Career Definition for an Art Director
Art directors oversee the creation of visual material for advertisements, print publications, product packaging, film productions and other outlets. Art directors typically manage other staff members, including designers, artists and writers. They may look over specific elements, such as design concepts, original or stock artwork, layouts and the stylistic components of written materials. They may also create budgets and deadlines, collaborate with other departments like copywriting or production and communicate with clients throughout the project's lifespan.
Most art directors work for advertising and public relations firms, print and online publications, design companies or the motion picture and entertainment industry. The U.S. Bureau of Labor Statistics (BLS) reported that roughly half of art directors were self-employed in 2014. People in this position typically work full time and spend the majority of their time in an office or design studio.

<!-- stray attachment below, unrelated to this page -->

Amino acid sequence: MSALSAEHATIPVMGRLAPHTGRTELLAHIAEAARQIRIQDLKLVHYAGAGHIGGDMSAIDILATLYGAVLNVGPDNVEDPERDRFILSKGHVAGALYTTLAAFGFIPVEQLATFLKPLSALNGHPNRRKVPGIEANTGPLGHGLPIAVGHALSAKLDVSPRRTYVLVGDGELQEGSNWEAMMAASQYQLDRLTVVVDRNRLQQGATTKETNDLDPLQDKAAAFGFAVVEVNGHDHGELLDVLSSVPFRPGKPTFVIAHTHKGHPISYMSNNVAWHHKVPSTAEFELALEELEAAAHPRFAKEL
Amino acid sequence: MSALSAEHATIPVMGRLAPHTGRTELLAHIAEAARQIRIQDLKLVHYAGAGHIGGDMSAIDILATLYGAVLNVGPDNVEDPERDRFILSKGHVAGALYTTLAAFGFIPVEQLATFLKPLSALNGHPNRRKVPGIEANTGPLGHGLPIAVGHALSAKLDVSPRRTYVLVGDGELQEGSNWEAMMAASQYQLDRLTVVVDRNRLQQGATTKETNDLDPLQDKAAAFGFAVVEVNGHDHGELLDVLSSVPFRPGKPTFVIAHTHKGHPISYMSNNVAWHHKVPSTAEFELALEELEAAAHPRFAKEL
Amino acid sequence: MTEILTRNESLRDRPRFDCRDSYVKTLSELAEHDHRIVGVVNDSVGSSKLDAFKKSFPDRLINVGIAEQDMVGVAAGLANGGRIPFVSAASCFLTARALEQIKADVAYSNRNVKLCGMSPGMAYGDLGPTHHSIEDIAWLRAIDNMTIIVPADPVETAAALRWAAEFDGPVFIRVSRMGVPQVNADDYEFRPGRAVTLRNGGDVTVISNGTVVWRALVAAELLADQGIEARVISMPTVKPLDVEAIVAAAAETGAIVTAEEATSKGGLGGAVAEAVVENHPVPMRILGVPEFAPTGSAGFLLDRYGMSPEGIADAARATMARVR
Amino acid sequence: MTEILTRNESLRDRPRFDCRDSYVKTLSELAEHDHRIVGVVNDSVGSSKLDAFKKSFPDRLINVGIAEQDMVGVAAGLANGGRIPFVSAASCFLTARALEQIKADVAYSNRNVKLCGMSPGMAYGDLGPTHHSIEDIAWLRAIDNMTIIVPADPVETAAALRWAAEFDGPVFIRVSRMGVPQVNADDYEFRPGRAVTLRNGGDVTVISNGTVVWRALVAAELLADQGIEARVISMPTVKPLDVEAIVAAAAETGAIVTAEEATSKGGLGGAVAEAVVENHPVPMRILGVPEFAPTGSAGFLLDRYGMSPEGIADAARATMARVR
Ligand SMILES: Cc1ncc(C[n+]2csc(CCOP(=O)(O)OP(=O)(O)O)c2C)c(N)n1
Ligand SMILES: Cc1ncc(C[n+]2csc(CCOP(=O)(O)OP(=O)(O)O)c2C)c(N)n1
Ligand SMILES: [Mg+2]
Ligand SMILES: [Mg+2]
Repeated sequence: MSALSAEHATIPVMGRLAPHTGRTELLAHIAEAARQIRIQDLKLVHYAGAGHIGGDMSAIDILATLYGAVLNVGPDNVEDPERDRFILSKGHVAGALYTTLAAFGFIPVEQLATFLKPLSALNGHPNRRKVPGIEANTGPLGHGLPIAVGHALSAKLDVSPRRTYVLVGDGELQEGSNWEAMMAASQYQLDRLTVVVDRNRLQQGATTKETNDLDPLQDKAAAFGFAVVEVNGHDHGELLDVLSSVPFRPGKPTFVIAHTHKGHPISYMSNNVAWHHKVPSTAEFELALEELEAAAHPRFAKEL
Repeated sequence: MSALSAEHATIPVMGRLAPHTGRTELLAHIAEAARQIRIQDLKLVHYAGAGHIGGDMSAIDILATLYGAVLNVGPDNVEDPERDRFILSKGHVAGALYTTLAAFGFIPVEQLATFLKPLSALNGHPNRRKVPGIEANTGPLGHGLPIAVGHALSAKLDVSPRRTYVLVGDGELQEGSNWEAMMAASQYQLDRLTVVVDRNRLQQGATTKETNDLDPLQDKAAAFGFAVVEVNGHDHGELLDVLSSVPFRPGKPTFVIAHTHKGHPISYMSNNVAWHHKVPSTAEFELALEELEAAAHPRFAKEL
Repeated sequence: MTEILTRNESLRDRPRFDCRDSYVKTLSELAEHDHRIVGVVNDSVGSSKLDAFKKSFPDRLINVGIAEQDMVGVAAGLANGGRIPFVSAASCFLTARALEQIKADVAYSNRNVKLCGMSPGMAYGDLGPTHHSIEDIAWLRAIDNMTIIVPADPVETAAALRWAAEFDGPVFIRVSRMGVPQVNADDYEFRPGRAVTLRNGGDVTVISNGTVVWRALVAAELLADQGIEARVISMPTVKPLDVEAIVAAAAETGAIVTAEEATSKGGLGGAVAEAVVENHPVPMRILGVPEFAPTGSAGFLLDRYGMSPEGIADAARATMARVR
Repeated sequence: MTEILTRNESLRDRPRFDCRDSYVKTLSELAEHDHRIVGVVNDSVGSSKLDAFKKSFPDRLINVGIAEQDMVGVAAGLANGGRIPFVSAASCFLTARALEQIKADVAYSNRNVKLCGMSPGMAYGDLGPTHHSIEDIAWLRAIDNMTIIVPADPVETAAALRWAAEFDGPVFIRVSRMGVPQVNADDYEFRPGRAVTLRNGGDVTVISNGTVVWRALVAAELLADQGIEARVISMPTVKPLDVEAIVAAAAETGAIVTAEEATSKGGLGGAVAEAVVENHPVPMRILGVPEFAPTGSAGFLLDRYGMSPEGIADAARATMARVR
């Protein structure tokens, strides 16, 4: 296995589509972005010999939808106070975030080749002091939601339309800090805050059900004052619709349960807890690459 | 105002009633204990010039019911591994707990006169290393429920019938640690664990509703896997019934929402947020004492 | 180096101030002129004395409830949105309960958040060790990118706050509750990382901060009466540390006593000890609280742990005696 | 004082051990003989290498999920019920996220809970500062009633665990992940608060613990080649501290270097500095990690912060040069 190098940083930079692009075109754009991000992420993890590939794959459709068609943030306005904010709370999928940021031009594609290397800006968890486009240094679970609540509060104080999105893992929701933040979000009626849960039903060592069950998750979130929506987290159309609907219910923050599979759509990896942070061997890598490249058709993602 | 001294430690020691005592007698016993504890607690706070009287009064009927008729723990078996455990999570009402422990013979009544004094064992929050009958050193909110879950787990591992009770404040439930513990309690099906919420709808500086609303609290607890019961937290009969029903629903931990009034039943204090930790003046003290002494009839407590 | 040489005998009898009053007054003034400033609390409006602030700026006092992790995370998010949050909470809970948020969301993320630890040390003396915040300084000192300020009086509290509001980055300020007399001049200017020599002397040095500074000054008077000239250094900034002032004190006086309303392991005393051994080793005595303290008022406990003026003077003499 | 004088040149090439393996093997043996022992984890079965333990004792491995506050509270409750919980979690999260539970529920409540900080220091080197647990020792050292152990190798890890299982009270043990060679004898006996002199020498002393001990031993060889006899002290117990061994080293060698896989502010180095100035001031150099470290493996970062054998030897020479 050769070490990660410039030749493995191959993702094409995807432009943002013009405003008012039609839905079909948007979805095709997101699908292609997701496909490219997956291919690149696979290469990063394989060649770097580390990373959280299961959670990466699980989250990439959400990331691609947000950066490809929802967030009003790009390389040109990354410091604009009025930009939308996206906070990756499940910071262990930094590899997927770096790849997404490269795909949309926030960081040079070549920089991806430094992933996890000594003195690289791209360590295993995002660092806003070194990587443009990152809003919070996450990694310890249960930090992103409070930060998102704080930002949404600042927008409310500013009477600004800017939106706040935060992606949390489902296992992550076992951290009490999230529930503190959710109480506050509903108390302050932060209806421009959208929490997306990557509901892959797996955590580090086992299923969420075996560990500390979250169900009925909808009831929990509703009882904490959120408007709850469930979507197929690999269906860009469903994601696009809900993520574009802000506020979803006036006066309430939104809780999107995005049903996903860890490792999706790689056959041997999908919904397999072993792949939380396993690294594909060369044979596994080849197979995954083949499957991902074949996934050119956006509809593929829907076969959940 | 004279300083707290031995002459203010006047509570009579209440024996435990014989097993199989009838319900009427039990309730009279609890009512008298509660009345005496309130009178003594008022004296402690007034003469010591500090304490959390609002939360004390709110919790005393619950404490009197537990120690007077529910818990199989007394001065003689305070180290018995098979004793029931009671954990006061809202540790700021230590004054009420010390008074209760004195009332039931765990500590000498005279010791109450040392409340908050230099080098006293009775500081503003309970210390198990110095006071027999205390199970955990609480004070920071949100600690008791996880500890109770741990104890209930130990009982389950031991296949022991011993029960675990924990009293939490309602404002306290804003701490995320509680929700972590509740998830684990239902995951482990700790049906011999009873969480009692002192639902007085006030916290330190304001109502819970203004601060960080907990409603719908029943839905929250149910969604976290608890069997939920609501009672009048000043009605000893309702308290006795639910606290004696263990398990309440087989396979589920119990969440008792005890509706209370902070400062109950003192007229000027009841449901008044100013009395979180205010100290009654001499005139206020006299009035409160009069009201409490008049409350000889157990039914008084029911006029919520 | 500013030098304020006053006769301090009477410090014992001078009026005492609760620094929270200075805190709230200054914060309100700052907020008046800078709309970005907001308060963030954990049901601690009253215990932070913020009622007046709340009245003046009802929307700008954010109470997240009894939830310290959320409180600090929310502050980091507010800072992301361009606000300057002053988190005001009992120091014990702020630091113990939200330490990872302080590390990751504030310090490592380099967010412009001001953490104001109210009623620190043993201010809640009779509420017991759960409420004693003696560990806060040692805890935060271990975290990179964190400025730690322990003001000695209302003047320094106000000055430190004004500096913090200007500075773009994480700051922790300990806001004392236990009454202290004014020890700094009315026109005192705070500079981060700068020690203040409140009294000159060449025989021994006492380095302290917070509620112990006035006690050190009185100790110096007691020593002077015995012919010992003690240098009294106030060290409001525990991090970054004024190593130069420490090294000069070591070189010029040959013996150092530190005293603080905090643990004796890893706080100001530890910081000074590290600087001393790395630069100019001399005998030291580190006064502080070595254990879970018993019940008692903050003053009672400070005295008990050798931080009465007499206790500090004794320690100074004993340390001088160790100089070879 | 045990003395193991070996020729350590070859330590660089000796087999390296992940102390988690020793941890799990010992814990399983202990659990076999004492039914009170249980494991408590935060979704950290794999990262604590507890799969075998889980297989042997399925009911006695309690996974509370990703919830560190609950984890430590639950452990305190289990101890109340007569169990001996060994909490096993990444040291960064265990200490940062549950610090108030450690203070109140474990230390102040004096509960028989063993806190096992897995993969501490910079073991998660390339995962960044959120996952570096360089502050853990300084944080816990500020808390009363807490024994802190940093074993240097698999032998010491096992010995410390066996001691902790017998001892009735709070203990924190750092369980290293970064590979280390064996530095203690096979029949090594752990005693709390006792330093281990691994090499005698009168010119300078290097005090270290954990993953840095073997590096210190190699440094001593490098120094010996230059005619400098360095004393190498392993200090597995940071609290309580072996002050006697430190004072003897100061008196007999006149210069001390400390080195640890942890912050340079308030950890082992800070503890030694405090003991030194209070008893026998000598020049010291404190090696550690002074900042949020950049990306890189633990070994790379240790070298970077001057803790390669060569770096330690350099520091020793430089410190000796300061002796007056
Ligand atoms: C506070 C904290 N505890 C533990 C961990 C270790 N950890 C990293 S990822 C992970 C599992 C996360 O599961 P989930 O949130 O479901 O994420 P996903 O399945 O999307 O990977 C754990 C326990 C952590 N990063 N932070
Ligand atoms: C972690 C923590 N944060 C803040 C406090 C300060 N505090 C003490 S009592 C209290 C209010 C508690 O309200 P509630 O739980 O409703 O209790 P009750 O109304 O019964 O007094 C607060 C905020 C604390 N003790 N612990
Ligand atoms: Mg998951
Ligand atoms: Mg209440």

|Education||Bachelor's degree in art|
|Job Skills||Communication, creativity, leadership, time management|
|Median Salary (2015)||$89,760 (all art directors)|
|Job Growth (2014-2024)||2% (all art directors)|
Source: U.S. Bureau of Labor Statistics
Art director positions typically require a bachelor's degree in an art or design major such as fine art, visual communications or digital media. Depending on their industry, art directors may have several years of work experience in graphic design, photography, illustration or other fields. Some art directors pursue a master's degree in fine arts or business administration to prepare for a leadership role.
According to the BLS, art directors need the following traits for success:
- Excellent aesthetic judgment
- Strong leadership skills to oversee the work of other artists
- Creativity and superb communication to develop products that meet clients' needs
- Ability to prioritize work and manage deadlines
Employment and Salary Outlook
According to the BLS, the median annual salary for art directors was $89,760 in 2015. Employment in the field was expected to grow 2% from 2014-2024, which was slower than the national average for all occupations. Because the production of print publications is decreasing, new jobs will likely require interactive media skills, such as web page design.